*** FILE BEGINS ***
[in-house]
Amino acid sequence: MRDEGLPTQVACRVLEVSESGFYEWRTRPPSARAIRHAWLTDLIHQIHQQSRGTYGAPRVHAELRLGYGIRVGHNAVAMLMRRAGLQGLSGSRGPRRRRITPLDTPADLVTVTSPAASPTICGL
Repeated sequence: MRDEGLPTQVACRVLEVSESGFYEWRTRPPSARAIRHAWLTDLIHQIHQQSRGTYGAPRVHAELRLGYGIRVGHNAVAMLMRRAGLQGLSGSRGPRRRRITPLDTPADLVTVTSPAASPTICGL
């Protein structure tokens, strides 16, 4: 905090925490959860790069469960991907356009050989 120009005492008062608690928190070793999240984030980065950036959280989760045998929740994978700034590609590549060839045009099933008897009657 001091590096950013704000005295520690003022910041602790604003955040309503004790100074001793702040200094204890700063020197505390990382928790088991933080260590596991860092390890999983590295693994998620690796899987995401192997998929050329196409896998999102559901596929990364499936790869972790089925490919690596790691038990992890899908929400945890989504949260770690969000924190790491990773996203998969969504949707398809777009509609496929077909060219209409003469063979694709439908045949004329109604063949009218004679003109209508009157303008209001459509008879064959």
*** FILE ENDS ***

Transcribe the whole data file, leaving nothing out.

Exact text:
[in-house]
Amino acid sequence: MRDEGLPTQVACRVLEVSESGFYEWRTRPPSARAIRHAWLTDLIHQIHQQSRGTYGAPRVHAELRLGYGIRVGHNAVAMLMRRAGLQGLSGSRGPRRRRITPLDTPADLVTVTSPAASPTICGL
Repeated sequence: MRDEGLPTQVACRVLEVSESGFYEWRTRPPSARAIRHAWLTDLIHQIHQQSRGTYGAPRVHAELRLGYGIRVGHNAVAMLMRRAGLQGLSGSRGPRRRRITPLDTPADLVTVTSPAASPTICGL
């Protein structure tokens, strides 16, 4: 905090925490959860790069469960991907356009050989 120009005492008062608690928190070793999240984030980065950036959280989760045998929740994978700034590609590549060839045009099933008897009657 001091590096950013704000005295520690003022910041602790604003955040309503004790100074001793702040200094204890700063020197505390990382928790088991933080260590596991860092390890999983590295693994998620690796899987995401192997998929050329196409896998999102559901596929990364499936790869972790089925490919690596790691038990992890899908929400945890989504949260770690969000924190790491990773996203998969969504949707398809777009509609496929077909060219209409003469063979694709439908045949004329109604063949009218004679003109209508009157303008209001459509008879064959």